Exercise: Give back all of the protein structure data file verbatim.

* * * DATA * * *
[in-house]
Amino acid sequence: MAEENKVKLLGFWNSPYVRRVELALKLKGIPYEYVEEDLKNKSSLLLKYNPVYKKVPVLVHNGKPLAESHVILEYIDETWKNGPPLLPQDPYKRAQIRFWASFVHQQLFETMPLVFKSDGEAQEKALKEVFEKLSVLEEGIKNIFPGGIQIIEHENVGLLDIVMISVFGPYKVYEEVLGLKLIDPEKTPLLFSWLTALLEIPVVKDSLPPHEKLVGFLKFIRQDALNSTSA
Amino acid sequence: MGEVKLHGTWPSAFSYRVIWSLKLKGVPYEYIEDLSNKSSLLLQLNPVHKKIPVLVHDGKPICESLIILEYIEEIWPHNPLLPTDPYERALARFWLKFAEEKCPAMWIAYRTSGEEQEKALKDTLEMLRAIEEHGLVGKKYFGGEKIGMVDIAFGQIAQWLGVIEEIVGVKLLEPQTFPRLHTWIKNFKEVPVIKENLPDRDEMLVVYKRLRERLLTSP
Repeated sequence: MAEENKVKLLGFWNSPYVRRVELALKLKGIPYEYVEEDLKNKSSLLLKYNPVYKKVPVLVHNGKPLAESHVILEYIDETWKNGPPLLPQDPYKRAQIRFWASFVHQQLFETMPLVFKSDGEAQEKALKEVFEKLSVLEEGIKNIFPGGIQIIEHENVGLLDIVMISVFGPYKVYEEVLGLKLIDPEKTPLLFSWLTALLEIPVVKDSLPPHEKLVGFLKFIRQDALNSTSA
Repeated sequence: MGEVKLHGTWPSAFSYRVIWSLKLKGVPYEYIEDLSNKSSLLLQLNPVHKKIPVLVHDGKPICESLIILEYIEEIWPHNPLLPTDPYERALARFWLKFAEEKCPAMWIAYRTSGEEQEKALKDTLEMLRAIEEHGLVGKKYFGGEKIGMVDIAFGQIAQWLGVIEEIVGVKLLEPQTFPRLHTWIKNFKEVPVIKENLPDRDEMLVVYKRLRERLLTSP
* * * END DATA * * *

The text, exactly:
[in-house]
Amino acid sequence: MAEENKVKLLGFWNSPYVRRVELALKLKGIPYEYVEEDLKNKSSLLLKYNPVYKKVPVLVHNGKPLAESHVILEYIDETWKNGPPLLPQDPYKRAQIRFWASFVHQQLFETMPLVFKSDGEAQEKALKEVFEKLSVLEEGIKNIFPGGIQIIEHENVGLLDIVMISVFGPYKVYEEVLGLKLIDPEKTPLLFSWLTALLEIPVVKDSLPPHEKLVGFLKFIRQDALNSTSA
Amino acid sequence: MGEVKLHGTWPSAFSYRVIWSLKLKGVPYEYIEDLSNKSSLLLQLNPVHKKIPVLVHDGKPICESLIILEYIEEIWPHNPLLPTDPYERALARFWLKFAEEKCPAMWIAYRTSGEEQEKALKDTLEMLRAIEEHGLVGKKYFGGEKIGMVDIAFGQIAQWLGVIEEIVGVKLLEPQTFPRLHTWIKNFKEVPVIKENLPDRDEMLVVYKRLRERLLTSP
Repeated sequence: MAEENKVKLLGFWNSPYVRRVELALKLKGIPYEYVEEDLKNKSSLLLKYNPVYKKVPVLVHNGKPLAESHVILEYIDETWKNGPPLLPQDPYKRAQIRFWASFVHQQLFETMPLVFKSDGEAQEKALKEVFEKLSVLEEGIKNIFPGGIQIIEHENVGLLDIVMISVFGPYKVYEEVLGLKLIDPEKTPLLFSWLTALLEIPVVKDSLPPHEKLVGFLKFIRQDALNSTSA
Repeated sequence: MGEVKLHGTWPSAFSYRVIWSLKLKGVPYEYIEDLSNKSSLLLQLNPVHKKIPVLVHDGKPICESLIILEYIEEIWPHNPLLPTDPYERALARFWLKFAEEKCPAMWIAYRTSGEEQEKALKDTLEMLRAIEEHGLVGKKYFGGEKIGMVDIAFGQIAQWLGVIEEIVGVKLLEPQTFPRLHTWIKNFKEVPVIKENLPDRDEMLVVYKRLRERLLTSP